A look back at Christmas
Taylor’s book, “A Fireside Book, or, The Account of a Christmas Spent at Old Court” (1828) is definitely a collector’s item, having been published in London only nine years after Alabama entered the Union.
Dec 25, 1872—The poem “Christmas Morning” by Edward Moxon is called to mind by some on this holy day: “And may this day of all the year the best and holiest appear; and mid our deep affliction sew the bliss unmerited below, which Christ descended to bestow.”
Dec. 25, 1906—The holiday festivities opened up tonight as the lads and lassies of the town gathered en masse at the residence of Dr. and Mrs. W. A. Barclift. The well-lighted parlors were artistically decorated with holly and mistletoe—true emblems of Christmastide. Formality was cast aside and each and every one entered with hearty zest into the enjoyment of the evening.
Dec. 25, 1907–Some booklovers here were fortunate enough to receive a book appropriate both for Yuletide today and in one week, “A Christmas and New Year’s Gift.”
Dec. 25, 1910–Christmas here was opened and closed without any mishap of any kind. The day was generally quietly observed and no disturbance of any sort was reported. Most of the stores were closed in order to give the employees a chance to take a holiday. All the stores report a most prosperous trade and the stocks of holiday goods were sold practically out.
Dec. 25, 1924–Christmas was generally observed here and all stores were closed for the day. Notwithstanding the cold rain all day Wednesday, the streets were crowded with shoppers, and business was reported good.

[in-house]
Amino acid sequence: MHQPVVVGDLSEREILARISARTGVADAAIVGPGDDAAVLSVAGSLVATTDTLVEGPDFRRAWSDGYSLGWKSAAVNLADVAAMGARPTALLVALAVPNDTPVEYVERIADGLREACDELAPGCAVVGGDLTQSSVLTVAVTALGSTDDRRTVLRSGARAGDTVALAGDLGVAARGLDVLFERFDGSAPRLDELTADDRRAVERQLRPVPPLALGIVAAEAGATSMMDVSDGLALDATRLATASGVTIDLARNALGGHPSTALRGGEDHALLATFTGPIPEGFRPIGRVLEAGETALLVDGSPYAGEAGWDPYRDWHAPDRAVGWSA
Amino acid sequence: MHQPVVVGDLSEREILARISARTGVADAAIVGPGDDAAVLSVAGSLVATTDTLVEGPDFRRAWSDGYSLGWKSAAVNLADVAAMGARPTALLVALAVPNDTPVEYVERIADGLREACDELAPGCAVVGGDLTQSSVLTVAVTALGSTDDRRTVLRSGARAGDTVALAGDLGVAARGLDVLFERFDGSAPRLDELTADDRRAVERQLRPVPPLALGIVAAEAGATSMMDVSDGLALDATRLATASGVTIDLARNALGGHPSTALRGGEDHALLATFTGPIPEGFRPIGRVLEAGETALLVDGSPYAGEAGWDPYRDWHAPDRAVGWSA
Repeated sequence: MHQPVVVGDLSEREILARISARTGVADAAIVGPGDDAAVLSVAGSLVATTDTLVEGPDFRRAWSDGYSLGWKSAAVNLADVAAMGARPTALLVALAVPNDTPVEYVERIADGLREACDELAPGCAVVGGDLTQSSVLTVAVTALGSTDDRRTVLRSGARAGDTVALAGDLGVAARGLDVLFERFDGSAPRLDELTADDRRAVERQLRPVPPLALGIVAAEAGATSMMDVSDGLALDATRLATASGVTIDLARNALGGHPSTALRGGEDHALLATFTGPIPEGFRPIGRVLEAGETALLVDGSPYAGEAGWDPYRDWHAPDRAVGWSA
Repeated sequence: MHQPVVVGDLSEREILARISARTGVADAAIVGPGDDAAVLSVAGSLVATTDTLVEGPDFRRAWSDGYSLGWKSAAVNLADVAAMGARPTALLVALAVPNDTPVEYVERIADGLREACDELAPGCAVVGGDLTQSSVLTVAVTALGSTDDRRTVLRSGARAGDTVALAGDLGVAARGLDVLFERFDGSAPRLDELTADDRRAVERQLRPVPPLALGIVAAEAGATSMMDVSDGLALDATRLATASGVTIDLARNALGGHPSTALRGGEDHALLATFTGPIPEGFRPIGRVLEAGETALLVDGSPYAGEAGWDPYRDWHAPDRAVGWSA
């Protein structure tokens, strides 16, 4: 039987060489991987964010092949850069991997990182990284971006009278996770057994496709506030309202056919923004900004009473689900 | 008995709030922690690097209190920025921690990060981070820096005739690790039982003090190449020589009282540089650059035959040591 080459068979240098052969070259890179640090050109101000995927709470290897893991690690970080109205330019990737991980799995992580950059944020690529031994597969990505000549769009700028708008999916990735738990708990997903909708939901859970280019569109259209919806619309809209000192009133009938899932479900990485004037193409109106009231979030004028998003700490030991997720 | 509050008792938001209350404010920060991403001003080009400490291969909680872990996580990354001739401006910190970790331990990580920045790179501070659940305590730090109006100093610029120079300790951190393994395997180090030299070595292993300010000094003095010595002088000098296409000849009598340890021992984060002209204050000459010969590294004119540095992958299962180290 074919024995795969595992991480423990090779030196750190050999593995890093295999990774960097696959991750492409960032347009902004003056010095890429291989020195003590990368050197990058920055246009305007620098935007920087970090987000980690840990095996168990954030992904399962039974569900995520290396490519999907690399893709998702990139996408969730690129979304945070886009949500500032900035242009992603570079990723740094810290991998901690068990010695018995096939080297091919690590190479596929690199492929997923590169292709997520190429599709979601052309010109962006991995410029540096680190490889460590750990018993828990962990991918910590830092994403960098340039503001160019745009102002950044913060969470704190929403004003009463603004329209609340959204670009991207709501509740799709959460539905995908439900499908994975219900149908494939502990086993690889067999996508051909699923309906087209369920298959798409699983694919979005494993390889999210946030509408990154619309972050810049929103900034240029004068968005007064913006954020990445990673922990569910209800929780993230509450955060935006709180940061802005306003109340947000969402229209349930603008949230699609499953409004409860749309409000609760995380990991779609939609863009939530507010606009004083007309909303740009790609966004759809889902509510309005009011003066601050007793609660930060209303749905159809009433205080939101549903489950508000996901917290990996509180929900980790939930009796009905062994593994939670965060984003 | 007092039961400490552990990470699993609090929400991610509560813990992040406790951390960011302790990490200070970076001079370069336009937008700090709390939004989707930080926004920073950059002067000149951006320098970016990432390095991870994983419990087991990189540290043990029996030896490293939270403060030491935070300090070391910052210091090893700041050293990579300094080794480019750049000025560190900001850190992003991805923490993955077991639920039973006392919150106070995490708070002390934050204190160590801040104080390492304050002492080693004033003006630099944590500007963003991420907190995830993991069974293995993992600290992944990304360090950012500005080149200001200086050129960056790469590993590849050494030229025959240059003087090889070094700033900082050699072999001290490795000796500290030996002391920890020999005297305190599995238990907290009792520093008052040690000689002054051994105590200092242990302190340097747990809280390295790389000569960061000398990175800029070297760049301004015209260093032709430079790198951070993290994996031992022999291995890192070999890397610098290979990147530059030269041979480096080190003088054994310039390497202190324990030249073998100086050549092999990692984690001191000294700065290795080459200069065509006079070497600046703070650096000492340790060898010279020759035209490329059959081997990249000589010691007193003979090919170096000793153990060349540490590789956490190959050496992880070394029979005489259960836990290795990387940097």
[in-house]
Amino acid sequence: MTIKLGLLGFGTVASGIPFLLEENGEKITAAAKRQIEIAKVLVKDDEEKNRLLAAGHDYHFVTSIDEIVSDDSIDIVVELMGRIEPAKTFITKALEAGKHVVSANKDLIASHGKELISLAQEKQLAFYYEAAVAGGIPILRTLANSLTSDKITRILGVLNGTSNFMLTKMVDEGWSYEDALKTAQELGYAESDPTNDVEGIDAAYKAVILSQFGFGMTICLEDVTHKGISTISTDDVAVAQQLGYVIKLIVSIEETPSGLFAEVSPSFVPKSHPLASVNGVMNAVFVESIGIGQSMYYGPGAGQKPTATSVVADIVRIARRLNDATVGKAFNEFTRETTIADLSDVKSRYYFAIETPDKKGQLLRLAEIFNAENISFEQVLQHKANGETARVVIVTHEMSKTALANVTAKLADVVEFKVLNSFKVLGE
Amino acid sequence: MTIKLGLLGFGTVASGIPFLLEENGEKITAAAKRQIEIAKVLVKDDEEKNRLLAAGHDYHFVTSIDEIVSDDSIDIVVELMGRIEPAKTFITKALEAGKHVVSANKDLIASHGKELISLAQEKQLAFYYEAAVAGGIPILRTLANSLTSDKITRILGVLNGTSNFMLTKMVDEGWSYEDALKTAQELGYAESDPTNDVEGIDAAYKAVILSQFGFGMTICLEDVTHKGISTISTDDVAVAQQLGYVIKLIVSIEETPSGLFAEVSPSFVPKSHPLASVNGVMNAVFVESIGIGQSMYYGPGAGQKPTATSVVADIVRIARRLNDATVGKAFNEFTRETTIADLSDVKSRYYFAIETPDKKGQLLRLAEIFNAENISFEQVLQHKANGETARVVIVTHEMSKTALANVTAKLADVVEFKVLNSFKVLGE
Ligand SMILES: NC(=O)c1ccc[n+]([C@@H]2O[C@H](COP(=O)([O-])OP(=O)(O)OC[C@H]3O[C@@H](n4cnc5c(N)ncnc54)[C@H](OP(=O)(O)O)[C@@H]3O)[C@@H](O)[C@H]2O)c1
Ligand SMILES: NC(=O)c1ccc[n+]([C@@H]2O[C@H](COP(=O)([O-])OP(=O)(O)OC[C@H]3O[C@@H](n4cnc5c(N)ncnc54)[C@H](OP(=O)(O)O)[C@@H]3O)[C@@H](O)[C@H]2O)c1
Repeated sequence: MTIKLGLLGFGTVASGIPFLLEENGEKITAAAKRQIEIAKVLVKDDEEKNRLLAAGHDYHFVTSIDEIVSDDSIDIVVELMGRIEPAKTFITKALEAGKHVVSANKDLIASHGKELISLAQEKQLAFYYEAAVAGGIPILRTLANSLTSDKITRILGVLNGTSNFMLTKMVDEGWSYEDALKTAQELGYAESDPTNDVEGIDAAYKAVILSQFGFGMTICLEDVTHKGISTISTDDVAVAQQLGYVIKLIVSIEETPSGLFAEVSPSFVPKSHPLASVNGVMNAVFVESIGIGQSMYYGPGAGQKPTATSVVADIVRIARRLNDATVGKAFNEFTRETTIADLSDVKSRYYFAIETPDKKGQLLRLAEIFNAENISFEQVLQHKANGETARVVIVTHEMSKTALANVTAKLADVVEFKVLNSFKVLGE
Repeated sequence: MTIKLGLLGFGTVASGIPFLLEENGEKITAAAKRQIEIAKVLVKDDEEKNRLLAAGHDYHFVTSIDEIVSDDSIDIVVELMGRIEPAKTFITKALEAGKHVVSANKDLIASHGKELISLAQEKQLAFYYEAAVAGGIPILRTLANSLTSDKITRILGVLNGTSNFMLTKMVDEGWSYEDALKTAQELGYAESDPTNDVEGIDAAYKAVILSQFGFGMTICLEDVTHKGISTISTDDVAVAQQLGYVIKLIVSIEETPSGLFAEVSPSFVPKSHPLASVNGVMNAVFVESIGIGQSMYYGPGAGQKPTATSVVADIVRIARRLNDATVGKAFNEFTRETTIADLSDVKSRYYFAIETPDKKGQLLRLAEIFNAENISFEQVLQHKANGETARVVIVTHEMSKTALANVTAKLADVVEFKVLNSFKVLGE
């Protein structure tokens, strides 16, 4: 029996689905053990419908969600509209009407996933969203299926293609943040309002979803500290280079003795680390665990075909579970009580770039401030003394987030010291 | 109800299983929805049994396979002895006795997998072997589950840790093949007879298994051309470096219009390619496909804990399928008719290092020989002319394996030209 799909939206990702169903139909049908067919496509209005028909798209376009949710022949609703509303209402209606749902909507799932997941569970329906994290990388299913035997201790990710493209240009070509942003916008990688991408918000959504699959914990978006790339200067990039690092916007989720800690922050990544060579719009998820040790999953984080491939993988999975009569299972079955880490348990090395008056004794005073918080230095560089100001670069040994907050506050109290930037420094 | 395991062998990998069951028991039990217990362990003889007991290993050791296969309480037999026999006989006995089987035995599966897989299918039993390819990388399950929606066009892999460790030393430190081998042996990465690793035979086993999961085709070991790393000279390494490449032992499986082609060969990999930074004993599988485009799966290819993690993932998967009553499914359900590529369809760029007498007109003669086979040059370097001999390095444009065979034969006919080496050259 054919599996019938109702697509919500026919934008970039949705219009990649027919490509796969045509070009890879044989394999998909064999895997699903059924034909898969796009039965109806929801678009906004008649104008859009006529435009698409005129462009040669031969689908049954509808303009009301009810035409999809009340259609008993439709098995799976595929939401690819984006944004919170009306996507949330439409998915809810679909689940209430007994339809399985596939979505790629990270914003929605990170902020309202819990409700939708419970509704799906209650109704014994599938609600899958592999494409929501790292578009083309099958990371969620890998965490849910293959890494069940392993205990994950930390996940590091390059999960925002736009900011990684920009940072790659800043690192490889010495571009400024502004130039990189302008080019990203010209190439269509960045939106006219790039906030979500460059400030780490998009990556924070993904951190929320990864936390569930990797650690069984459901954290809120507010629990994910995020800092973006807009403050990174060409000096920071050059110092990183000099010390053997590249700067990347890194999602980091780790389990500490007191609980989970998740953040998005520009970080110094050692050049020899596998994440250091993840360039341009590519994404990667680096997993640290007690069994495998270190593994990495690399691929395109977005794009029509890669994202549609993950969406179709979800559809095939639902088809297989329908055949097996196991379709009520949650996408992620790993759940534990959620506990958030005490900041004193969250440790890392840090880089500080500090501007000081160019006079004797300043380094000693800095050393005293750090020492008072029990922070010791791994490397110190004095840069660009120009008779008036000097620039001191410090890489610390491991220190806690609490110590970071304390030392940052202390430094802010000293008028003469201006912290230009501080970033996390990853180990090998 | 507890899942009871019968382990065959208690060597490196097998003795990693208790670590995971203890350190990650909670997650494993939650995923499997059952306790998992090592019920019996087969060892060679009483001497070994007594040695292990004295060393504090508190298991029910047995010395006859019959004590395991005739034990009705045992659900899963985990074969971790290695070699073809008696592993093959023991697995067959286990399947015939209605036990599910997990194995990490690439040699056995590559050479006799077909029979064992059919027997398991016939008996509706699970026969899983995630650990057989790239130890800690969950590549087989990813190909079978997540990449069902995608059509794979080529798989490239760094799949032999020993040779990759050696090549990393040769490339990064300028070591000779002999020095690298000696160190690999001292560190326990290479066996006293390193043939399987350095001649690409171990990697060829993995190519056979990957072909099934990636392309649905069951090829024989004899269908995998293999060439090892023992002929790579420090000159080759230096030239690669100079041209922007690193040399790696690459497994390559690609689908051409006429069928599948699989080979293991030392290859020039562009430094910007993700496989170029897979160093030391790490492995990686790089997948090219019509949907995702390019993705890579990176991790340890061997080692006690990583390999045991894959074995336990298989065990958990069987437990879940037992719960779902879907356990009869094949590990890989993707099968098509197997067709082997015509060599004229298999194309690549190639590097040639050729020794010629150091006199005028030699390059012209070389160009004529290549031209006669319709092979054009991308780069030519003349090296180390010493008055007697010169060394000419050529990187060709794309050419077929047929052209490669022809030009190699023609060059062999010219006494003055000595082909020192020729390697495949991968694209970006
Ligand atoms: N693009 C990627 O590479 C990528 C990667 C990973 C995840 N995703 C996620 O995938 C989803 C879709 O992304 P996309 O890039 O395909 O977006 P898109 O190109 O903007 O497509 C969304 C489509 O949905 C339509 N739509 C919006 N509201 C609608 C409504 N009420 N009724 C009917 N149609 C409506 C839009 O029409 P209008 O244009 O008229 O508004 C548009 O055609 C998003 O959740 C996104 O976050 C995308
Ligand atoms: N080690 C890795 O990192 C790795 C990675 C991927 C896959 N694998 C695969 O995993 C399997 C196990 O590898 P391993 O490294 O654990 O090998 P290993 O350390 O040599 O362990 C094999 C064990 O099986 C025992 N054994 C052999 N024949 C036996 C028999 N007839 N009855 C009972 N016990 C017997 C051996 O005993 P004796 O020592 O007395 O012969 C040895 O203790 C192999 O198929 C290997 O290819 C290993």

Dec. 25, 1930--At the prisons over the state, the annual bountiful Christmas dinner was served today–”turkey ‘n fixings” for all.
Dec. 25, 1932—By order of Governor William E. Miller the State Capitol is closed today. It was closed yesterday, Christmas Eve, and will remain closed tomorrow as well.
Dec. 25, 1946–Friends and loved ones of little Hoyett May are sorry to learn that he is spending his Christmas in bed because of scarlet fever.
Dec. 25, 1948–The Howard Goodman family of Dyersburg, Tenn., was presented in concert at the Collins Schoolhouse on this Christmas night. (This singing group later became known as the Happy Goodman Family and relocated to Kentucky.)
Dec. 25, 1955—Local viewers were treated to many wonderful Christmas programs on Channel 23 today, including a special GE Theatre presentation hosted by Ronald Reagan.
Dec. 25, 1960—Dr. Charles O. Moore, superintendent of the Decatur district of the Methodist church, delivered the Christmas message at today’s First Methodist service. Tonight the pastor, the Rev. S. E. Paulk, spoke on “The Redeeming Love of Christ” and there was a candlelight communion service. At West Hartselle Baptist, Rev. John Ingouf, the pastor, had as his topic, “His Birthday in His House.”
Dec. 25, 1962—Christmas 1962 was said to have been one of the most peaceful internationally in recent memory. Although the Cold War is about the same, actual fighting between and among peoples around the globe is absent.
Dec. 25, 1962—Hartselle had a little bit of a white Christmas today. Some of the snow that fell on Christmas Eve was evident on Christmas Day despite rain and a warming trend. Most people living in Hartselle can’t recall a really white Yuletide and said that the patches of snow still visible today approximated it as much as anything they had ever previously experienced.
Dec. 25, 2002—Brittany McCoy, age 11, daughter of Jim and Tammy McCoy, received her first horse, Spirit, this Christmas. Now, Lauren, 7, is wanting her own horse as well—although she realizes she’ll probably have to wait a few years.